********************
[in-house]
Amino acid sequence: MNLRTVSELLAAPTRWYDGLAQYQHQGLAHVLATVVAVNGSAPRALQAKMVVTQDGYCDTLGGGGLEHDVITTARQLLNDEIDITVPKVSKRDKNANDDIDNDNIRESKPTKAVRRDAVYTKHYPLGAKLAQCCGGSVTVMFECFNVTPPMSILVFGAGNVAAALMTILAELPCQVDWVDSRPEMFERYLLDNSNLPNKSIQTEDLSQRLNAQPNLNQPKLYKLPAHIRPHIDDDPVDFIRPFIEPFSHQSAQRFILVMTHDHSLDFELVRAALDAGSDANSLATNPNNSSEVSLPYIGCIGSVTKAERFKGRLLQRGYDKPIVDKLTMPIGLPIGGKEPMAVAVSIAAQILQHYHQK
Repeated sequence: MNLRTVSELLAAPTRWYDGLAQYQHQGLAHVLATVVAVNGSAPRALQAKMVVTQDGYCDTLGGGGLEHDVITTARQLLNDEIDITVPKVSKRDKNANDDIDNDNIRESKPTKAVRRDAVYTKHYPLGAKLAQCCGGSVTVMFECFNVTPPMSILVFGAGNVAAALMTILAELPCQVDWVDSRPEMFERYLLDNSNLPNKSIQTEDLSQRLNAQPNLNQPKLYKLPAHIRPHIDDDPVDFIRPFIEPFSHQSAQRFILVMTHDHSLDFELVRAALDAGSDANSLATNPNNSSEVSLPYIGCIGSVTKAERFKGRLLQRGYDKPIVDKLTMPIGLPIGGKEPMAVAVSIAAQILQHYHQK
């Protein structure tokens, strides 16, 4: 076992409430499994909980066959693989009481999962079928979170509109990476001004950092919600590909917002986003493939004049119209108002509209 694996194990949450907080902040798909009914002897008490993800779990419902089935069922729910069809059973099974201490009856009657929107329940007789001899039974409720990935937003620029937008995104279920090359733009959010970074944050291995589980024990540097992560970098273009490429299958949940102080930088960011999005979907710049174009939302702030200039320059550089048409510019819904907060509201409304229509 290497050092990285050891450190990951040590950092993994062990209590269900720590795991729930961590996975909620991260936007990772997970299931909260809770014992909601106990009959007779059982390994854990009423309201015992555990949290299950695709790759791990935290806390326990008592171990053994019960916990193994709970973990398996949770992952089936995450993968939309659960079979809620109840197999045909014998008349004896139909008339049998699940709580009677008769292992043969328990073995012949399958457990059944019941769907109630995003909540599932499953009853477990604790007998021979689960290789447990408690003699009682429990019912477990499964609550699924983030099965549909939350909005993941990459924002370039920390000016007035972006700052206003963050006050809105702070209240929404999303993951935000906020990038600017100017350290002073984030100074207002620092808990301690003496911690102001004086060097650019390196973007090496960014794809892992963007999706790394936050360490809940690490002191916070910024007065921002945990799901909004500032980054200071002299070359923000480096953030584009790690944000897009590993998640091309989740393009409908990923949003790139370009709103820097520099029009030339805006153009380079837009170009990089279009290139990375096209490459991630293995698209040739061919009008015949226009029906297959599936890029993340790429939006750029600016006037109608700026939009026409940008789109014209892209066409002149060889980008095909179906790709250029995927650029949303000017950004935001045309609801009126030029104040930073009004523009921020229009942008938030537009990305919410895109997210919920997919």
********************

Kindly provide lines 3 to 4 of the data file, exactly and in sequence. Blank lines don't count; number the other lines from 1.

Repeated sequence: MNLRTVSELLAAPTRWYDGLAQYQHQGLAHVLATVVAVNGSAPRALQAKMVVTQDGYCDTLGGGGLEHDVITTARQLLNDEIDITVPKVSKRDKNANDDIDNDNIRESKPTKAVRRDAVYTKHYPLGAKLAQCCGGSVTVMFECFNVTPPMSILVFGAGNVAAALMTILAELPCQVDWVDSRPEMFERYLLDNSNLPNKSIQTEDLSQRLNAQPNLNQPKLYKLPAHIRPHIDDDPVDFIRPFIEPFSHQSAQRFILVMTHDHSLDFELVRAALDAGSDANSLATNPNNSSEVSLPYIGCIGSVTKAERFKGRLLQRGYDKPIVDKLTMPIGLPIGGKEPMAVAVSIAAQILQHYHQK
């Protein structure tokens, strides 16, 4: 076992409430499994909980066959693989009481999962079928979170509109990476001004950092919600590909917002986003493939004049119209108002509209 694996194990949450907080902040798909009914002897008490993800779990419902089935069922729910069809059973099974201490009856009657929107329940007789001899039974409720990935937003620029937008995104279920090359733009959010970074944050291995589980024990540097992560970098273009490429299958949940102080930088960011999005979907710049174009939302702030200039320059550089048409510019819904907060509201409304229509 290497050092990285050891450190990951040590950092993994062990209590269900720590795991729930961590996975909620991260936007990772997970299931909260809770014992909601106990009959007779059982390994854990009423309201015992555990949290299950695709790759791990935290806390326990008592171990053994019960916990193994709970973990398996949770992952089936995450993968939309659960079979809620109840197999045909014998008349004896139909008339049998699940709580009677008769292992043969328990073995012949399958457990059944019941769907109630995003909540599932499953009853477990604790007998021979689960290789447990408690003699009682429990019912477990499964609550699924983030099965549909939350909005993941990459924002370039920390000016007035972006700052206003963050006050809105702070209240929404999303993951935000906020990038600017100017350290002073984030100074207002620092808990301690003496911690102001004086060097650019390196973007090496960014794809892992963007999706790394936050360490809940690490002191916070910024007065921002945990799901909004500032980054200071002299070359923000480096953030584009790690944000897009590993998640091309989740393009409908990923949003790139370009709103820097520099029009030339805006153009380079837009170009990089279009290139990375096209490459991630293995698209040739061919009008015949226009029906297959599936890029993340790429939006750029600016006037109608700026939009026409940008789109014209892209066409002149060889980008095909179906790709250029995927650029949303000017950004935001045309609801009126030029104040930073009004523009921020229009942008938030537009990305919410895109997210919920997919």